Angular Momentum , Conservation of Angular Momentum

Angular Momentum: 

For a particle having momentum , the angular momentum about the point O is

$ \displaystyle \vec{L} = \vec{r}\times \vec{p} $

Here $\vec{r}$ = Position vector of the particle with respect to the given point
and $\vec{P}$ = Linear momentum of the particle.

The direction of $\vec{L}$ can be determined by using the rule for vector products.
The magnitude of the angular momentum of a particle about a fixed point is equal to the product of its linear momentum and the length of the perpendicular to the linear momentum from the fixed point O.

Exercise : Find the angular momentum of a particle of mass m describing a circle of radius r with angular speed ω

Illustration : A particle of mass m is projected with a velocity v at an angle θ with the horizontal. Find its angular momentum about the point of projection when it is at the highest point of its trajectory

Solution :

At the highest point it has only horizontal velocity vx = v cosθ

Length of the perpendicular to the horizontal velocity from ‘ O ‘ is the maximum height, where

$ \displaystyle H = \frac{v^2 sin^2\theta}{2 g} $

Angular momentum = (mvcosθ)×H

⇒ Angular momentum

$ \displaystyle L = \frac{m v^3 sin^2\theta cos\theta}{2 g} $

Relation between Angular momentum & Moment of Inertia :

Suppose that a rigid body describes pure rotational motion. All its constituent particles also describe circular motion about the same axis of rotation.

The angular momentum of the particles about their corresponding centres are given by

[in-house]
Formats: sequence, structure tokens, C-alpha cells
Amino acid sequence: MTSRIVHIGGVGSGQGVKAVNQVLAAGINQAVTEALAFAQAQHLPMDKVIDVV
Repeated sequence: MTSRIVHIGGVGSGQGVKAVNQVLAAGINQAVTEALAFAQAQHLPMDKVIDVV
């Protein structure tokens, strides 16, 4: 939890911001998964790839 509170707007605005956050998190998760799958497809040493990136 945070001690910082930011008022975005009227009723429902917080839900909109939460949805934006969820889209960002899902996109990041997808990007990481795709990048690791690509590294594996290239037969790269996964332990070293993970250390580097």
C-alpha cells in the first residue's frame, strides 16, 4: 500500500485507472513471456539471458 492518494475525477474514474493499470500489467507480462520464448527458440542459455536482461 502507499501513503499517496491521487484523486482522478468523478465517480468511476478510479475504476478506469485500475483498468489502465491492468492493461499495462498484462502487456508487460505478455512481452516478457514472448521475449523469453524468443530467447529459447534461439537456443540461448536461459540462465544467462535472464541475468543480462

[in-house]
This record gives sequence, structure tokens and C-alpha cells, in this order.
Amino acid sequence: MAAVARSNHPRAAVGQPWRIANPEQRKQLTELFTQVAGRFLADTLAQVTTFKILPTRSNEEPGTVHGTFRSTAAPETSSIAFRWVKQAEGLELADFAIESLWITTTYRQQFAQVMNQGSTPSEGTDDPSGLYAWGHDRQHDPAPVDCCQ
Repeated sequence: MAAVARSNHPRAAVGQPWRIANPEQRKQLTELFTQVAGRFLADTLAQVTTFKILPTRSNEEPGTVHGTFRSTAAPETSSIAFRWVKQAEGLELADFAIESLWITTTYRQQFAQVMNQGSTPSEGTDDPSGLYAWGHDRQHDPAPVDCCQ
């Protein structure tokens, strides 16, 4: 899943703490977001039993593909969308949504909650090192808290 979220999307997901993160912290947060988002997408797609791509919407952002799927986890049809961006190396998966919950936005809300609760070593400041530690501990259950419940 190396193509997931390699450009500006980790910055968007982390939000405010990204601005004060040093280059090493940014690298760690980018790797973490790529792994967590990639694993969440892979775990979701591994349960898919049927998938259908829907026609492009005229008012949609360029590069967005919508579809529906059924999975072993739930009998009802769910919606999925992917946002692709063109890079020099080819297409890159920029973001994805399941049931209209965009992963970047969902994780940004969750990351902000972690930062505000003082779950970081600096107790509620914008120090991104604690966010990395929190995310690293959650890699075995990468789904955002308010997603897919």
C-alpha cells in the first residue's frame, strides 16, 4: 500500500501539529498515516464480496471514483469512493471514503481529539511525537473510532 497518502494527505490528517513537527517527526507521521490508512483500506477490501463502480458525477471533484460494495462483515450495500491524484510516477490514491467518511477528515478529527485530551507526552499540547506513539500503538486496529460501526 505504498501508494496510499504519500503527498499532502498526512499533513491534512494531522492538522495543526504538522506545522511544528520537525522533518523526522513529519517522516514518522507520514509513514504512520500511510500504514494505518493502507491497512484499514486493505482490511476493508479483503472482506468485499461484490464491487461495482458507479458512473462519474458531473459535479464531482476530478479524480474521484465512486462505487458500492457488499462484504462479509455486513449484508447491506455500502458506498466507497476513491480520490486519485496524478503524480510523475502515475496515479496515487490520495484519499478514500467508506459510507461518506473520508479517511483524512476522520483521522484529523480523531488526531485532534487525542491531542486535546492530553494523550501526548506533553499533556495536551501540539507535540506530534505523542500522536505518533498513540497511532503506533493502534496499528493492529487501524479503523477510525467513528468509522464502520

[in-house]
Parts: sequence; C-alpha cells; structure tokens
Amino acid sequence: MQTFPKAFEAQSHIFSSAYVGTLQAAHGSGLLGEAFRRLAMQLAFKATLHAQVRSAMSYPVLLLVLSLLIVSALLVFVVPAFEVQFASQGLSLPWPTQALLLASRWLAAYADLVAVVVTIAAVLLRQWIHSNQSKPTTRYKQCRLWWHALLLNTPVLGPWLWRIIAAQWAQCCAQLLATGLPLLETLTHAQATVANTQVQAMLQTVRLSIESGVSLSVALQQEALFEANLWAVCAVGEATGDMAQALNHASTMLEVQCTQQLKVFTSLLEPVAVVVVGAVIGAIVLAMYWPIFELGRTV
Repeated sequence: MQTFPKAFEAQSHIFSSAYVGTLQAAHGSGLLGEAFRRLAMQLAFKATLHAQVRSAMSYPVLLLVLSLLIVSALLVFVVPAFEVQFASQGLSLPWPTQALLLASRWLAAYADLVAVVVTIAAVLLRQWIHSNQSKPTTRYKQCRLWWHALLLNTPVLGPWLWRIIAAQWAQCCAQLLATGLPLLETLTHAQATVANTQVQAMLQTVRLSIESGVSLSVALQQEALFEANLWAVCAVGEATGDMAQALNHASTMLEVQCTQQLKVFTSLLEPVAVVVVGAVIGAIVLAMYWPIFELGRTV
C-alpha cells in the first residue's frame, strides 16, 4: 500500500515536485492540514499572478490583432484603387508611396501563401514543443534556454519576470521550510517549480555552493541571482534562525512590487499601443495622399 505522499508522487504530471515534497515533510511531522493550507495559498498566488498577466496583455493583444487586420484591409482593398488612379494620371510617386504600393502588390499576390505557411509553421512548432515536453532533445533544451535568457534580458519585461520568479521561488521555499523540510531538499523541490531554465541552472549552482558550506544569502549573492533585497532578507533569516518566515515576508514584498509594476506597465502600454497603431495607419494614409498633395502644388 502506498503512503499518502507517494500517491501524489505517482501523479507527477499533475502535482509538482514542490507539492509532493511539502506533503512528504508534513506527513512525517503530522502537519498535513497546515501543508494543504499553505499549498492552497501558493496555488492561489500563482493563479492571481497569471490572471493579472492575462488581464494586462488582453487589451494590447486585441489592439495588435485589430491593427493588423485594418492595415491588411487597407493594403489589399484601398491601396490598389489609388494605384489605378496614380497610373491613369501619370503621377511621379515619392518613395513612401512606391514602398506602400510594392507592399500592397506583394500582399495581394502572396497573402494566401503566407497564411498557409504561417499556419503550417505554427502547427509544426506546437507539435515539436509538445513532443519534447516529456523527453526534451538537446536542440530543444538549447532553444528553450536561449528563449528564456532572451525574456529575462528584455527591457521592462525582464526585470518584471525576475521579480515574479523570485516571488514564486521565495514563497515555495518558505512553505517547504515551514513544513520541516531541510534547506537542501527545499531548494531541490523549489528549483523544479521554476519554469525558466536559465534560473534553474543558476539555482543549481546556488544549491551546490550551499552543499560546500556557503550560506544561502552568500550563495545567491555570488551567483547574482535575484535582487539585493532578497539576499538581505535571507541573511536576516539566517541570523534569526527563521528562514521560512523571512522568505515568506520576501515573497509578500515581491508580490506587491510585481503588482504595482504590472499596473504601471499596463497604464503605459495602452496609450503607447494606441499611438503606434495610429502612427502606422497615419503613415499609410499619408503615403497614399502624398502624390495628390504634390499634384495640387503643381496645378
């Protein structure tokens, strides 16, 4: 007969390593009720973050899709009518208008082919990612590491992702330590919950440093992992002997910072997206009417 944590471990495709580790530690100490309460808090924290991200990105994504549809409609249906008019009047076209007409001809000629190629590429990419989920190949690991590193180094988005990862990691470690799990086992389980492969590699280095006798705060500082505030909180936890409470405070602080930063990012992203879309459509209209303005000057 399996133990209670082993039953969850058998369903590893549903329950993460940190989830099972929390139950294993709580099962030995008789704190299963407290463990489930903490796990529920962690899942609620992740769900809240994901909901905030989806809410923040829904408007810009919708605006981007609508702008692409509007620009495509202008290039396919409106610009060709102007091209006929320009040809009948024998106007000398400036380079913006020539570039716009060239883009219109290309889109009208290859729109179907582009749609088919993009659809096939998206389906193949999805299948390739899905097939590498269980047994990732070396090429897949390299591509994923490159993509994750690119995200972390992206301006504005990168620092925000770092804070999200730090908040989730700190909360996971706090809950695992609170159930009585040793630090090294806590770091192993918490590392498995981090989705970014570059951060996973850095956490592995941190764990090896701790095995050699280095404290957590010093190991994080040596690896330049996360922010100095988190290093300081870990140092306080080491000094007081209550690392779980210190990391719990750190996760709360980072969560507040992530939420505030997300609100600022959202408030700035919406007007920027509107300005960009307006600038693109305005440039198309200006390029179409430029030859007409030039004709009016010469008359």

L1 = m1 r12ω , L2 = m2 r22ω and similarly Ln = mn rn2ω

where ω is the angular speed of the body.

Therefore angular momentum of the whole body is given by

L = L1 + L2 + ……….. + Ln

= (m1 r12 + m2 r22 + m3 r32 + …………mn rn2

as the angular momentum of all the particles are in the same direction i.e. along the axis of rotation.

Hence, L = Iω

Relation b/w torque & angular momentum :

$ \displaystyle \vec{L} = \vec{r}\times \vec{p} $

$ \displaystyle \frac{d\vec{L}}{dt} = \frac{d\vec{r}}{dt} \times \vec{p} + \vec{r}\times \frac{d\vec{p}}{dt}$

$ \displaystyle = \vec{v}\times \vec{mv} + \vec{r}\times \vec{F}$

$ \displaystyle = 0 + \vec{r}\times \vec{F}$

$ \displaystyle \frac{d\vec{L}}{dt} = \vec{\tau_{ext}} $

Conservation of Angular Momentum:

When there is no net external torque acting on a particle,

$ \displaystyle \frac{d\vec{L}}{dt} = 0 $

$\vec{L} = constant $

Therefore, the angular momentum of the particle remains invariant in the absence of any net external torque.

Condition under which Torque acting on a body is Zero

$\tau = r F sin\theta $

τ = 0 , when r = 0, that means that the force passes through the axis of rotation.

τ = 0 , when F = 0 (or negligibly small) that means no external force acts on the particle.

τ = 0 when θ = 0° or 180° the force is parallel to the radius vector.

(Radial forces cannot impart any torque on the particle i.e. centripetal force causes no torque).

When any or all of the above conditions are satisfied, τ = 0 and thus the angular momentum of the particle is conserved.

That means the particle will keep on rotating with a uniform or constant angular velocity.

Exercise : What is the moment of the gravitational force of the sun on earth about the axis of its rotation about the sun?

Also Read :

→ Motion of Rigid body & Rotational Kinematics
→ K.E of Rotation & Moment of Inertia
→ Moment of inertia of a thin ring & Radius of Gyration
→ Parallel & Perpendicular axes Theorem
→ Torque & Pseudo Torque
→ Relation b/w torque & angular acceleration
→ Combined Rotation & Translation

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